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Thread: Hood advice

  1. #16
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    Dec 2015
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    Quote Originally Posted by S-C View Post
    Curious of this mottling you speak of.

    Do you find it is the metallic settling in and magnifying the left behind scratches, or random splotchy patches throughout the entire panel?

    Generally speaking, spraying your base to wet and not allowing enough flash time in between can cause this.
    S-C

    I took it as metallic settling in the scratches when he skip from 120 to 600, good question for clarification

  2. #17
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    I've always described mottling as dark and light spots in a metallic paint that was applied unevenly. When the paint is applied wet the metallic particles tend to sink in the color causing it to be darker then if applied more dry. After the application of the metallic color you may want to apply a light mist coat (drop coat) to even out the color and eliminate the mottling.

  3. #18
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    Dec 2015
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    Quote Originally Posted by bmarler View Post
    i don't have personal experience with that primer, but i have used similar. i don't like to use an over-reduced primer for sealer, it doesn't seem to give that super thin-glass like surface that dedicated sealers do. but if you like and use it with good results, then ok.
    the mottling is usually a result of the base being too wet/heavy so when the drop coat is applied it sinks in instead of laying on top and evening out the flake. the timing is everything, it needs to be just right so it doesn't sink in too far and add to the problem. if i'm going to do three coats of base i'll let the second one flash for quite a while, then do the last coat medium wet and follow right away with the drop coat. let that firm up pretty well before clear.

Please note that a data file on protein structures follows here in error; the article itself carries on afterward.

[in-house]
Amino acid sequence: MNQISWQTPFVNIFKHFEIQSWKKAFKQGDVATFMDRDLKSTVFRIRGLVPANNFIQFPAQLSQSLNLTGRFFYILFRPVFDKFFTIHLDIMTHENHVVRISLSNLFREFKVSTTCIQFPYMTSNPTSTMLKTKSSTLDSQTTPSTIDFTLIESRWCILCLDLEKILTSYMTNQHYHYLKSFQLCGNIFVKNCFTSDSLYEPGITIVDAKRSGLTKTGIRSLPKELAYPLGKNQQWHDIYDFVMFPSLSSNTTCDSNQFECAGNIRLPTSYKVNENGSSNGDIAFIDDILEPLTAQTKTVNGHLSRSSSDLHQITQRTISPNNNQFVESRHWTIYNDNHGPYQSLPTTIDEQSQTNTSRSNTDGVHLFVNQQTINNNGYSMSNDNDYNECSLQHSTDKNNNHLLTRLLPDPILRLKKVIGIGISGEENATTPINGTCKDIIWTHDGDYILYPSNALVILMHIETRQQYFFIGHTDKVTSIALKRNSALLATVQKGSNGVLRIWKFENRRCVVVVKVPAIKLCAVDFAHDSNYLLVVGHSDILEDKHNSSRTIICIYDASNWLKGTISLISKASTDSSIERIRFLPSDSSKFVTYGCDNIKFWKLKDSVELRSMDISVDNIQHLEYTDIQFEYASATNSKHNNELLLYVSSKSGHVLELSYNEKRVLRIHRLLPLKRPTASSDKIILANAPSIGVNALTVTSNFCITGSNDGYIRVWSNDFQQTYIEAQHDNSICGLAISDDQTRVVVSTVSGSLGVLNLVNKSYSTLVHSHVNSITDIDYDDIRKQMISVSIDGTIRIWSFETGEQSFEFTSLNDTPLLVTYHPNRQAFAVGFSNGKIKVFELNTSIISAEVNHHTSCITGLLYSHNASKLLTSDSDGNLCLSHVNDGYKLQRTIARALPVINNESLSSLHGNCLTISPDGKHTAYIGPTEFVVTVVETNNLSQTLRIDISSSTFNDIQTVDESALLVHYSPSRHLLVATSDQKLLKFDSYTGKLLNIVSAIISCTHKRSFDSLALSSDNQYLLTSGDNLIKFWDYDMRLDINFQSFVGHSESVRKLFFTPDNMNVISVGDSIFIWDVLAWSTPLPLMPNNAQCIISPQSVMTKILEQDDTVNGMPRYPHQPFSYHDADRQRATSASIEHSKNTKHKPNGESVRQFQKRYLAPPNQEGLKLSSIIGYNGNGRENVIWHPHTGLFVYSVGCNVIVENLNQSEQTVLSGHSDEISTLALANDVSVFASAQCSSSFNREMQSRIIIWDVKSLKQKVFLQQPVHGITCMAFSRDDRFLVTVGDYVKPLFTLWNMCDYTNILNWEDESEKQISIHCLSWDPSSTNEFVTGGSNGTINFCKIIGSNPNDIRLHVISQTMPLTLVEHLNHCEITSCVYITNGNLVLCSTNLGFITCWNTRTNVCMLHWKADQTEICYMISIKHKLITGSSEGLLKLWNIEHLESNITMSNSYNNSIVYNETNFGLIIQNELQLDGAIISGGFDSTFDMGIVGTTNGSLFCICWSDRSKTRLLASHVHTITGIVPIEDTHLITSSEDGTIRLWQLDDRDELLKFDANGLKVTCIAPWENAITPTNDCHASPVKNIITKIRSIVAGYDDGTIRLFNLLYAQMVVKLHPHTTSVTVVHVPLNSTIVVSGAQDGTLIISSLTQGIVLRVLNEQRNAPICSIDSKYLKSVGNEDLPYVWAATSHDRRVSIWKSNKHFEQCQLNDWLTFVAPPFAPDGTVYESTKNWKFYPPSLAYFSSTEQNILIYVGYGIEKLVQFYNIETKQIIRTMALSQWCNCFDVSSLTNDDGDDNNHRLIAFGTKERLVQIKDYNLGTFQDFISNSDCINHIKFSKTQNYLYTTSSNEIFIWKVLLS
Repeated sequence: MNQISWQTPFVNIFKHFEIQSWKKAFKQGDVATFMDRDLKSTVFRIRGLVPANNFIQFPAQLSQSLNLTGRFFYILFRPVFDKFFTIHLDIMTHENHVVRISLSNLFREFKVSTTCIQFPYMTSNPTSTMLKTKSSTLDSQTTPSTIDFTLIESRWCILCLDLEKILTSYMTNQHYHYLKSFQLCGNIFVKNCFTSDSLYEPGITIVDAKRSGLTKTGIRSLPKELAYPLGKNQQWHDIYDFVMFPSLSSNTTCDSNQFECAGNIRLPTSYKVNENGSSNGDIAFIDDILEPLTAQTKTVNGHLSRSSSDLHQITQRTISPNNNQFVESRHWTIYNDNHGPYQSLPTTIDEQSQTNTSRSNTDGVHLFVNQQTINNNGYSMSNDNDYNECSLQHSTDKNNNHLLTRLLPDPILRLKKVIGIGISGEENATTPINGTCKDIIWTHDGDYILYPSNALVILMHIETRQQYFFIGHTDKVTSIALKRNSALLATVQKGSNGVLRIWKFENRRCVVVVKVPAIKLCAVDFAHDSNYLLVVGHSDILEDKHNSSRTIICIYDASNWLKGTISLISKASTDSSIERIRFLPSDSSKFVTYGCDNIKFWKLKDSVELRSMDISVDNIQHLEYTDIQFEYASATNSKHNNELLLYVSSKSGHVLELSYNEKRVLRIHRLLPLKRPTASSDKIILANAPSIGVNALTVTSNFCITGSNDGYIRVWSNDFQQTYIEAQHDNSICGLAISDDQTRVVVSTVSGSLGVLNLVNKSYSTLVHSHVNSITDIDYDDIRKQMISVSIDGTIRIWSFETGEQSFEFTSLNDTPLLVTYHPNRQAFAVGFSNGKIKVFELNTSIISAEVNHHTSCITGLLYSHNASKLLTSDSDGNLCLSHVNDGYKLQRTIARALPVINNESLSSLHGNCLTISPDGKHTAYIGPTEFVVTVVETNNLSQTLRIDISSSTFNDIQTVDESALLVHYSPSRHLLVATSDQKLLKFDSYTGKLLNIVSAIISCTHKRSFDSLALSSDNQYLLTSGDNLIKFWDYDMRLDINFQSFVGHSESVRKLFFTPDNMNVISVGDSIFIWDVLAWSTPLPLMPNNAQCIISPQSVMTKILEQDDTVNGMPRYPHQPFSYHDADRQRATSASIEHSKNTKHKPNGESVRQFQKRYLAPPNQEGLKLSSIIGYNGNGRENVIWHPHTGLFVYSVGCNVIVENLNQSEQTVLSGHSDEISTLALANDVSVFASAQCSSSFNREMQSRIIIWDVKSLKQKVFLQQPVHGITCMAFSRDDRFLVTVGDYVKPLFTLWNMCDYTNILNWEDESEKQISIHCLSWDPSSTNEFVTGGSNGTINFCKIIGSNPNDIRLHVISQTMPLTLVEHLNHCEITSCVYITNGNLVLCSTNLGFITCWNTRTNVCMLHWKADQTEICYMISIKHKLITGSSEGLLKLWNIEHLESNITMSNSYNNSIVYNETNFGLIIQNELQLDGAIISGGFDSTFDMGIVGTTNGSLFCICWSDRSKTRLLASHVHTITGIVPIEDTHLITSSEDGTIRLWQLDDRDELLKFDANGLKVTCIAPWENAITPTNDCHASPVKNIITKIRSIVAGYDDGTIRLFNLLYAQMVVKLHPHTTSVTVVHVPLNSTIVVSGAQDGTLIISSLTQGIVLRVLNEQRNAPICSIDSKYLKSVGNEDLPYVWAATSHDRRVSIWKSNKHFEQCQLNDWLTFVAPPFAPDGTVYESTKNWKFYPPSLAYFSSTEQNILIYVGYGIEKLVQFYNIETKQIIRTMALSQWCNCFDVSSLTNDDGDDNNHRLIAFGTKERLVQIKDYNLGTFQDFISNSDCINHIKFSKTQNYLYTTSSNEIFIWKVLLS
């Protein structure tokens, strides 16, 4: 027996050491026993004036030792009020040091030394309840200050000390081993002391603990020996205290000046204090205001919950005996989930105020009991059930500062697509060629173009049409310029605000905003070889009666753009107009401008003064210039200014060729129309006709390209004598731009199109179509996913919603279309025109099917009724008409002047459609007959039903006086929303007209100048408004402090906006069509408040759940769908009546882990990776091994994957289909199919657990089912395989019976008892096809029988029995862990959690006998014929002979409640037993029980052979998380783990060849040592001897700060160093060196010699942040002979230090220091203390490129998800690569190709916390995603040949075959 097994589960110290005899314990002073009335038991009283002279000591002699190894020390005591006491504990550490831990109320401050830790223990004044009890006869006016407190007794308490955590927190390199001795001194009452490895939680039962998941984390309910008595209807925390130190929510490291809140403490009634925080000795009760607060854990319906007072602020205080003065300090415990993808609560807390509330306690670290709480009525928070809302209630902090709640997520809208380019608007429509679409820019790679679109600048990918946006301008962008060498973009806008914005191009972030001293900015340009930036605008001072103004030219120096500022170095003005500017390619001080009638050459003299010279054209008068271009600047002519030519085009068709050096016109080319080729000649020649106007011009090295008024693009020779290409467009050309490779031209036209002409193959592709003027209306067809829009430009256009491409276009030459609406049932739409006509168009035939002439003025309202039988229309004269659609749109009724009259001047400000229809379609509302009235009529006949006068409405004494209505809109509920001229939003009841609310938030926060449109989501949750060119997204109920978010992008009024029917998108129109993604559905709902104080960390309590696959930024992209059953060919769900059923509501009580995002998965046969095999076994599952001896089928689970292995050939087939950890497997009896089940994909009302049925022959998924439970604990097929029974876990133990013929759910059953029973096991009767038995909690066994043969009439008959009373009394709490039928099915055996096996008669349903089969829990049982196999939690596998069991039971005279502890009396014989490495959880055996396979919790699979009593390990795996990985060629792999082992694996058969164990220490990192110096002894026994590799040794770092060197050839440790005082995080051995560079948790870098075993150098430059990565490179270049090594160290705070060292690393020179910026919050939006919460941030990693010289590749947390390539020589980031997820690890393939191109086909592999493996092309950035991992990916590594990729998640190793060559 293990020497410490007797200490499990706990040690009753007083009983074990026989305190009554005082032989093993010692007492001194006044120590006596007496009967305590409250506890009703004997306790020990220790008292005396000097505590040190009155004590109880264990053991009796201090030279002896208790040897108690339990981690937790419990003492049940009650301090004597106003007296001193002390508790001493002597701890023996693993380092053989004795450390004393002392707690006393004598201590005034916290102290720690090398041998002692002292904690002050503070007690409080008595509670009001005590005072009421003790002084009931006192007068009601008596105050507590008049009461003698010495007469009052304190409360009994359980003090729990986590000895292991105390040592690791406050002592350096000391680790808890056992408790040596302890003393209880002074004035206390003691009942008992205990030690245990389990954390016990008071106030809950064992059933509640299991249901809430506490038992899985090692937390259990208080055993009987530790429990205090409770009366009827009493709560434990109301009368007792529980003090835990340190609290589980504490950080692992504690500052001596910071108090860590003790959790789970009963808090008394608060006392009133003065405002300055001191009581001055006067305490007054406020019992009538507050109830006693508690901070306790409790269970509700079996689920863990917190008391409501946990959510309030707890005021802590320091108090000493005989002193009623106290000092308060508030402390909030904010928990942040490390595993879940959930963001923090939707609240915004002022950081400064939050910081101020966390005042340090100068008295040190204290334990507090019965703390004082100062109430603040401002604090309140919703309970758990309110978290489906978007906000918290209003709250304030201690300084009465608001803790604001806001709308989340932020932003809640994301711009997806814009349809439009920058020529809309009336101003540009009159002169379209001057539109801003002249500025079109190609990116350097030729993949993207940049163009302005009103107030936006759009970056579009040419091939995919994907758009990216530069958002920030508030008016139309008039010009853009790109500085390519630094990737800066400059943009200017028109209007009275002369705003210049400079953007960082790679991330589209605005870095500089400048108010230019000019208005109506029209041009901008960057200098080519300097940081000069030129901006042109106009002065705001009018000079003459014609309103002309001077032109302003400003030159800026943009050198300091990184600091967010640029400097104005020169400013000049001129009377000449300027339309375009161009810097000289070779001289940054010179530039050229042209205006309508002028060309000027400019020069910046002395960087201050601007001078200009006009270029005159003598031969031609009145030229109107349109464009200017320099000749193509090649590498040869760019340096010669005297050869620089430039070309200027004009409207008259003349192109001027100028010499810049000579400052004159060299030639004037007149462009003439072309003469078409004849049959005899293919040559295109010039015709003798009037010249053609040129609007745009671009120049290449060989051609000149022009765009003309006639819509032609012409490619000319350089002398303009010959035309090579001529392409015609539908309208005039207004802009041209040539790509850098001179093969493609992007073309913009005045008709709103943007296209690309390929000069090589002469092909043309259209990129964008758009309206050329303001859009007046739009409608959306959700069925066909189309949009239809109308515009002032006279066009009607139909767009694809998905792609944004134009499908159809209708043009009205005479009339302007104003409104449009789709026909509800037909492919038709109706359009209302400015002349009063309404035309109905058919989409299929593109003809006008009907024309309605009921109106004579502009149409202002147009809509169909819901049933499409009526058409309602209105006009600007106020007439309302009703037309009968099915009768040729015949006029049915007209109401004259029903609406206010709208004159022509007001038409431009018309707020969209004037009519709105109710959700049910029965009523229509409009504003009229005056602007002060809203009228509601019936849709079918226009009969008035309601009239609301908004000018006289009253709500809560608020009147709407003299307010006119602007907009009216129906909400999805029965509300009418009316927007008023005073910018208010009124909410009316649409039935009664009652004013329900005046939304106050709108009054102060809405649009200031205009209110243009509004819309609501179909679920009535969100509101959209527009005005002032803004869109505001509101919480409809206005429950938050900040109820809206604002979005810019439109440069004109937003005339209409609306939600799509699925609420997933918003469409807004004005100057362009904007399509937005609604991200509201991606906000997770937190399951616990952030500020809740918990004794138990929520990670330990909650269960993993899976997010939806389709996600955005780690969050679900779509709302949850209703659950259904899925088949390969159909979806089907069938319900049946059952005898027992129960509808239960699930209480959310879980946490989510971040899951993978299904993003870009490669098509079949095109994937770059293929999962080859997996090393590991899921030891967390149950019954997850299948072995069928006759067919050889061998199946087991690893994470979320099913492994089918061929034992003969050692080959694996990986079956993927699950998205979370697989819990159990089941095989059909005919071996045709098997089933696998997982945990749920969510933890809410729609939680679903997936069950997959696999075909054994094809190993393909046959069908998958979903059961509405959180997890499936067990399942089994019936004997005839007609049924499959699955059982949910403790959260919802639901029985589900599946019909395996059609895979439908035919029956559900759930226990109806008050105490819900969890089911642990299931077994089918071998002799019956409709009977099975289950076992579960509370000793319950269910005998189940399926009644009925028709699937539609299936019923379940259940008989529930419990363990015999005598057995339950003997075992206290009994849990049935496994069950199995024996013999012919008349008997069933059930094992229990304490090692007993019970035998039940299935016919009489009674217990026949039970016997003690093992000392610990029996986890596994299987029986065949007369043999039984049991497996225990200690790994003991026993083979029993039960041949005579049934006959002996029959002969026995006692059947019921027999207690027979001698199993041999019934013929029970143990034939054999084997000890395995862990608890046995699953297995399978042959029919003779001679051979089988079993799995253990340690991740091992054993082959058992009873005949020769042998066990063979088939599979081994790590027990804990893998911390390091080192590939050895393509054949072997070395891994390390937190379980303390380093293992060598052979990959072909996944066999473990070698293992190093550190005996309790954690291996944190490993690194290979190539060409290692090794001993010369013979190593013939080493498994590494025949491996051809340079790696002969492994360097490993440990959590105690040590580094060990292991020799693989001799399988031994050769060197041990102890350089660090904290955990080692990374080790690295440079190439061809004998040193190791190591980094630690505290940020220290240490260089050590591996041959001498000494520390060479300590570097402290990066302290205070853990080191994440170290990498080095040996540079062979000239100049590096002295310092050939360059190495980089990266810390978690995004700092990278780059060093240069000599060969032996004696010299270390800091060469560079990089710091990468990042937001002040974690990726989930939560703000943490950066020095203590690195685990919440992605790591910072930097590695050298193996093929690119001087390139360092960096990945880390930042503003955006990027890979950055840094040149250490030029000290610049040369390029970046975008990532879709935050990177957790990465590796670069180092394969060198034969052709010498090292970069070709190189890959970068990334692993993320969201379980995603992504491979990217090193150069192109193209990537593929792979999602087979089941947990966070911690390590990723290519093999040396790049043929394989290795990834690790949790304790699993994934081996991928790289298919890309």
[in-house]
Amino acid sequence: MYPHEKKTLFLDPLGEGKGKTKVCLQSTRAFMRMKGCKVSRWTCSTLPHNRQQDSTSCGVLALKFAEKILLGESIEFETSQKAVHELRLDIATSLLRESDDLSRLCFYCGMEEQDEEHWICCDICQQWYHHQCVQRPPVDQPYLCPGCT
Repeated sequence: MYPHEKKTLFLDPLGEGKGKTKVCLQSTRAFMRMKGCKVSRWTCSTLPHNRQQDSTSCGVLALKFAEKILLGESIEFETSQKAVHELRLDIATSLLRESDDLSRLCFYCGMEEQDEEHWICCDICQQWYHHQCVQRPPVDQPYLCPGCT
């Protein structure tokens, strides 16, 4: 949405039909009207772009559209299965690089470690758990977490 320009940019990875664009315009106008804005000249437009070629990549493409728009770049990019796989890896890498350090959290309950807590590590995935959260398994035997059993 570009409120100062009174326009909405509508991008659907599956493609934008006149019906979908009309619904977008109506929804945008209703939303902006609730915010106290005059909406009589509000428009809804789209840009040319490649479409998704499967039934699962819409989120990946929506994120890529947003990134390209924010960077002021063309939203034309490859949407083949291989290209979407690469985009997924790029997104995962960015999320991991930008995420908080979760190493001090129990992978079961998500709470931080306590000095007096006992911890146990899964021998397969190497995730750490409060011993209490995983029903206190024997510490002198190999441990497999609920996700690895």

Marler is right on the money as usual and gives you the advice you need. Silver metallics are just tough to apply, period. This same surface problem comes up often, especially with the lighter silvers. Look through the threads and you will see it numerous times. I use a dedicated sealer on most of my paint jobs but there are times I will use PPG DPLF primer (over reduced) for a sealer, the P sheet even allows for this. It just depends on the color and product I am applying. However, on silver metallics I always use a dedicated sealer PPG DASXX, as silvers are prone to what you are experiencing. When applying metallic silvers I slow way down on surface prep to make sure everything is dead on and no steps skipped. I especially pay close attention to my base application with every stroke of the gun. When drop coating, that is fast and furious, you still have to maintain that DTP and an even coverage, all the while making sure your metallic stays stirred in your guns reservoir. I start bc on silvers with a light to medium coat (adjust hand speed) followed by a solid medium coat after 15-20 minute flash time, check panel for coverage and extend my flash off time for up to 20-30 minutes prior to drop coat (booth at 70-72 F) too make sure metallic does not sink.